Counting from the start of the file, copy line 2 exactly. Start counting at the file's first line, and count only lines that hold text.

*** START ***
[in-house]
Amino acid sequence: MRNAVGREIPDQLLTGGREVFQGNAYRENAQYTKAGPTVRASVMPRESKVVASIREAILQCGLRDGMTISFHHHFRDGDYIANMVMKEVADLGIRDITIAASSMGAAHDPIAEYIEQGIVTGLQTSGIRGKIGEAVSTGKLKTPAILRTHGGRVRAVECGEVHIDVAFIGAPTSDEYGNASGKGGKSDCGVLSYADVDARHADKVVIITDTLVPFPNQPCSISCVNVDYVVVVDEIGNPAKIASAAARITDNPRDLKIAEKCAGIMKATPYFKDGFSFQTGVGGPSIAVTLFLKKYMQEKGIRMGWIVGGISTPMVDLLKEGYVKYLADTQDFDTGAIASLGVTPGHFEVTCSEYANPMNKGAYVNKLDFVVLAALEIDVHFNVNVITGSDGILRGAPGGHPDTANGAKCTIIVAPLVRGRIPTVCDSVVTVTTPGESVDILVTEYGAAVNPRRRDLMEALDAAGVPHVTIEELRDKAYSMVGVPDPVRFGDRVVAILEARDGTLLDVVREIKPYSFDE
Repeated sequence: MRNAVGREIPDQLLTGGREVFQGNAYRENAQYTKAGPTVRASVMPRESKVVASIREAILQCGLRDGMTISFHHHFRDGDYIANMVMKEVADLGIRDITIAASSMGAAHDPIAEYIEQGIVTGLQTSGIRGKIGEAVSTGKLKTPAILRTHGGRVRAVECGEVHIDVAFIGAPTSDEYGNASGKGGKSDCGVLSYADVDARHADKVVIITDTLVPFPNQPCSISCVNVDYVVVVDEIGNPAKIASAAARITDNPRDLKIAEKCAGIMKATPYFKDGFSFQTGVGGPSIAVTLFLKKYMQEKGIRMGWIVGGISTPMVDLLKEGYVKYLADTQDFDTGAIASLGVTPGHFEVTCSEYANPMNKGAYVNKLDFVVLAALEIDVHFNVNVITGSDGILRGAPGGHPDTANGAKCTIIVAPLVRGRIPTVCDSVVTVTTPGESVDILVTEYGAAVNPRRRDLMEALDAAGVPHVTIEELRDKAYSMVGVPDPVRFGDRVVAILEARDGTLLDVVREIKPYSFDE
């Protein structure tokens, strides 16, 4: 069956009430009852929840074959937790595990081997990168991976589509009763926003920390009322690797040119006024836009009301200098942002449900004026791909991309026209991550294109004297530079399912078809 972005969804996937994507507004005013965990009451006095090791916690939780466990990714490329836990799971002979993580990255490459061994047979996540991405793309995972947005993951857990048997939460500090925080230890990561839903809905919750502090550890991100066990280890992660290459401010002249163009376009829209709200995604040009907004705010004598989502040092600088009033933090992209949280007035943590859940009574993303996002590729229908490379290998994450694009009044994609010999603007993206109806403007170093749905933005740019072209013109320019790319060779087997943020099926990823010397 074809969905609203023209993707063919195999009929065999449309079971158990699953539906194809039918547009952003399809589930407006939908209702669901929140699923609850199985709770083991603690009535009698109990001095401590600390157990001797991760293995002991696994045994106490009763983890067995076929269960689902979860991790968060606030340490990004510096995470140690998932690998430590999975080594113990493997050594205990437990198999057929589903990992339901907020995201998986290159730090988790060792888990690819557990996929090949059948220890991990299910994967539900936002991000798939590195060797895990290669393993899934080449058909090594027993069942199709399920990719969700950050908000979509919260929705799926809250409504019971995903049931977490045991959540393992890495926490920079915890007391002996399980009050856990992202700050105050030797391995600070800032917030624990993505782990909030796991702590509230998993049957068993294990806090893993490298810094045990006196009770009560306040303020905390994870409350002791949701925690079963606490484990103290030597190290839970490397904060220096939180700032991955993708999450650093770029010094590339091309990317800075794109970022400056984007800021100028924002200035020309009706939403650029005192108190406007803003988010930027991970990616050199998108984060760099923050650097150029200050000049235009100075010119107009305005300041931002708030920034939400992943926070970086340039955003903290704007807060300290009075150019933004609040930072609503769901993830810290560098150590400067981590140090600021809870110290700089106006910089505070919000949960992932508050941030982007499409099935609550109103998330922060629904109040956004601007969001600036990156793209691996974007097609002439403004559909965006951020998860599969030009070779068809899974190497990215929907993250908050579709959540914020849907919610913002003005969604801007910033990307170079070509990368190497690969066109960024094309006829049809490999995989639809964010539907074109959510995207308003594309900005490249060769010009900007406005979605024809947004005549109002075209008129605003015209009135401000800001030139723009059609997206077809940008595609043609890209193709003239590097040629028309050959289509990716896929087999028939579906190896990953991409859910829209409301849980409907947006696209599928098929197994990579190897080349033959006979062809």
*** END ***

Amino acid sequence: MRNAVGREIPDQLLTGGREVFQGNAYRENAQYTKAGPTVRASVMPRESKVVASIREAILQCGLRDGMTISFHHHFRDGDYIANMVMKEVADLGIRDITIAASSMGAAHDPIAEYIEQGIVTGLQTSGIRGKIGEAVSTGKLKTPAILRTHGGRVRAVECGEVHIDVAFIGAPTSDEYGNASGKGGKSDCGVLSYADVDARHADKVVIITDTLVPFPNQPCSISCVNVDYVVVVDEIGNPAKIASAAARITDNPRDLKIAEKCAGIMKATPYFKDGFSFQTGVGGPSIAVTLFLKKYMQEKGIRMGWIVGGISTPMVDLLKEGYVKYLADTQDFDTGAIASLGVTPGHFEVTCSEYANPMNKGAYVNKLDFVVLAALEIDVHFNVNVITGSDGILRGAPGGHPDTANGAKCTIIVAPLVRGRIPTVCDSVVTVTTPGESVDILVTEYGAAVNPRRRDLMEALDAAGVPHVTIEELRDKAYSMVGVPDPVRFGDRVVAILEARDGTLLDVVREIKPYSFDE